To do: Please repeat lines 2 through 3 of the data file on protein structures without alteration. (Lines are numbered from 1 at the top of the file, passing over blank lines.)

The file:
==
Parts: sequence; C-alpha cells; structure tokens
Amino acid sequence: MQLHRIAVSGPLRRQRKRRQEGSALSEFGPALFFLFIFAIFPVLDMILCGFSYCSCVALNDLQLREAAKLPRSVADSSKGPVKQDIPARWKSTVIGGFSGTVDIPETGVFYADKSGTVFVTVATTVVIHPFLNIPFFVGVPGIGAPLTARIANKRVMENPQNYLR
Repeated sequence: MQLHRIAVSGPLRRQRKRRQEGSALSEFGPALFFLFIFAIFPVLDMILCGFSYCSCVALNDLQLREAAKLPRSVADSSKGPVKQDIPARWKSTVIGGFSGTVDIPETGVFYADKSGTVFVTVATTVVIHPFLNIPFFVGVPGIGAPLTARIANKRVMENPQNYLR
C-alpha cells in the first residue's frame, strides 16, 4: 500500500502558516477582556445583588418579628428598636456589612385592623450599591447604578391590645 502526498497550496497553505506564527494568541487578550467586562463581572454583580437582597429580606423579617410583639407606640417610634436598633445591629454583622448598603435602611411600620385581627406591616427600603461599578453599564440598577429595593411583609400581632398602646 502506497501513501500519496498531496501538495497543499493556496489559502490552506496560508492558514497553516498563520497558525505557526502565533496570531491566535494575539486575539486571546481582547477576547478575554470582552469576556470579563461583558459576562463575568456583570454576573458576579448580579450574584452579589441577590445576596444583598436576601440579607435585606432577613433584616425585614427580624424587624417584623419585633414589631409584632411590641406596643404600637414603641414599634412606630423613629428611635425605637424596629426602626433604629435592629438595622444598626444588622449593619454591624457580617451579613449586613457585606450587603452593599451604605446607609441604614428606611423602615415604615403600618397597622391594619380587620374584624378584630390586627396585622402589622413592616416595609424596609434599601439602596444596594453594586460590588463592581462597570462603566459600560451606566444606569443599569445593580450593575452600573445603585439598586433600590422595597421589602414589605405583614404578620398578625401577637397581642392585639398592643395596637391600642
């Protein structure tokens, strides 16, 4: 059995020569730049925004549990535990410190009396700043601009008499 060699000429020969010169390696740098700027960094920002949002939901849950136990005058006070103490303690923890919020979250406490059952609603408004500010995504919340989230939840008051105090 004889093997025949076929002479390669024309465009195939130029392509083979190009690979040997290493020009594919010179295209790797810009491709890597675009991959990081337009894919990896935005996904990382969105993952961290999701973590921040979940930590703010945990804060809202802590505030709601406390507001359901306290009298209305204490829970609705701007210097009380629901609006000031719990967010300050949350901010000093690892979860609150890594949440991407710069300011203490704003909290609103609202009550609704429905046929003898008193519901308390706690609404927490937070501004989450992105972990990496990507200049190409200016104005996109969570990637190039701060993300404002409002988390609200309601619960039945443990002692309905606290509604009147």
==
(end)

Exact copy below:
Amino acid sequence: MQLHRIAVSGPLRRQRKRRQEGSALSEFGPALFFLFIFAIFPVLDMILCGFSYCSCVALNDLQLREAAKLPRSVADSSKGPVKQDIPARWKSTVIGGFSGTVDIPETGVFYADKSGTVFVTVATTVVIHPFLNIPFFVGVPGIGAPLTARIANKRVMENPQNYLR
Repeated sequence: MQLHRIAVSGPLRRQRKRRQEGSALSEFGPALFFLFIFAIFPVLDMILCGFSYCSCVALNDLQLREAAKLPRSVADSSKGPVKQDIPARWKSTVIGGFSGTVDIPETGVFYADKSGTVFVTVATTVVIHPFLNIPFFVGVPGIGAPLTARIANKRVMENPQNYLR